Wednesday, March 5, 2014

The Way We Were. Fat.

While we still have snow on the ground and in the bike lanes, Spring is right around the corner, temporally speaking.

Events, News, and Jobs in Washington:

Since you will be riding your bike more often, you might want to figure out how to keep it going.  Learn how to maintain your bike at The Bike Rack on Q Street this Saturday, March 8 at 9:30 a.m.  The Cherry Blossoms will bloom in less than six weeks and you don't want to be the guy with the clanking chain who scares all the tourists.

Back in 2001, the New York Times covered the emergence of female bike mechanics.  Women, you don't have to be an actual mechanic, but you can at least be at least bike competent by attending a local clinic.

The Washington Area Bicycling Association (WABA) is hiring trail rangers.  You have to be able to ride 30 miles at a time (no problem), and not have a mortgage (problem).  But if you are carefree, why not apply?

Is the Federal Transit Administration going to cough up the dollars to finish the Capital Crescent Trail?  Some optimists think so.

Bike Heros:

The National Bike Summit kicked off and ended in a snow storm in Washington, D.C.  
The winner of the bike advocacy award was Laura Solis, from We Bike NYC.  This merits a woo-hoo.  Solis is from the Bronx.  When I think of bike friendly communities, I do not think of the Bronx along with Copenhagen.  Yes, I know the Bronx was named for a Swede, Bronck, but you take my point.
Solis and 10 women from We bike NYC rode from New York to Washington in frigid temperatures to attend the summit.  The group also included women from Black Women Bike in DC.  This undertaking was what is known as "too ambitious."  Let's face it, most of Jersey is bike hostile, and yet they peddled on.  It was a moment in history.  Like a walk on the moon.  Or a hoist over a trash pile by the side of the interstate.  They certainly deserve praise and support.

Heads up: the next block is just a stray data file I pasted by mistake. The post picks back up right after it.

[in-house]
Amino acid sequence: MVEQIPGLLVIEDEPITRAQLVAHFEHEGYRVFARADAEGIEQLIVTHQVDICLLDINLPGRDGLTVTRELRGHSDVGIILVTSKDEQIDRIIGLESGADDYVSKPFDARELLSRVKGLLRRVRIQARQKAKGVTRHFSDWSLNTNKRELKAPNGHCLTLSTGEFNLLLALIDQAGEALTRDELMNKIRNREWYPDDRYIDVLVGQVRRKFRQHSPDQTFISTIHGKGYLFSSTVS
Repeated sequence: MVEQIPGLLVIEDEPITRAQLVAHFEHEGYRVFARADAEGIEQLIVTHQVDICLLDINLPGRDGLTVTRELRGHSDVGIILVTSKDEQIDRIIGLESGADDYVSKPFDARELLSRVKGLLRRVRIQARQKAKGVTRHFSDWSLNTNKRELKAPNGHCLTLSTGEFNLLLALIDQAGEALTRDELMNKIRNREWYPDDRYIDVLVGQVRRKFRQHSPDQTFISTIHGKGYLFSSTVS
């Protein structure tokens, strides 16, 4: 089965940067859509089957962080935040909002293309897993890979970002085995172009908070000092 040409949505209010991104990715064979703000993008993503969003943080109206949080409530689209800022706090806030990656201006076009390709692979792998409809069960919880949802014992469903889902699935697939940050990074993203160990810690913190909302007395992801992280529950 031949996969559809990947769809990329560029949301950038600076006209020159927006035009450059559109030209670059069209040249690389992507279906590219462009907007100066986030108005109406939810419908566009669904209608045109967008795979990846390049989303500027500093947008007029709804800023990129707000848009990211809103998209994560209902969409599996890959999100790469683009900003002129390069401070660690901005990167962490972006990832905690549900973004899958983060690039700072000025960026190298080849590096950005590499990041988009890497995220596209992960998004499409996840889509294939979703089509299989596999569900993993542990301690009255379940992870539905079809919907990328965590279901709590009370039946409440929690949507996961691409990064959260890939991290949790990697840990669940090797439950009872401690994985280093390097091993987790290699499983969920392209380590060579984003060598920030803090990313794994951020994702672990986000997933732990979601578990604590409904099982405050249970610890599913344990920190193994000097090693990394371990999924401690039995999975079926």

Secretary of Transportation Anthony Foxx also regaled the crowd with stories of being hit by a car while jogging, and promises of more funds to pay for bike lanes.  That makes him one of my heroes on two scores.

There were other winners too, all of whom are memorialized forever, or until the next major data destruction phase, in Bicycling Magazine.’s-choice-advocacy-award/?cm_mmc=Twitter-_-Bicycling-_-Content-Blog-_-peopleschoice

Bikes and Health:

Is fat fleeing? Fortunately, factors favor it is.  (Sorry.  I have tried the diet, but sometimes the alliteration comes back.)

What is making people slim down?  Allow me to use statistics to my own ends.
Estimated number of cities around the world that had bike-share programs in 2006: 25.  These were chunky times.
That have them today: 670.  These are slimming times.
Factor by which the number of U.S. Army soldiers dismissed for being overweight has increased in the past five years: 11.
Coincidence?  I think not.

Want to help your community lose the fat?  People for Bikes is offering tips on how to bring more bike lanes to your home town.


Need tips on how to be a nicer rider, including how to wave at other cyclists?  You have to be careful here because too much effusiveness in a cyclist can sometimes veer to creepy.

Lessons from Tokyo:

In Tokyo, it seems everyone rides a bike to do their errands, but they do not ride as commuters.  I like the idea of mamachari bikes that can hold two kids and bags of groceries.  Mamachuris are affordable and are marketed to people, not cyclists as bike blogger Byron Kidd notes.  Lest we should feel pea green with envy, know that employers in Japan forbid their employees to cycle to work.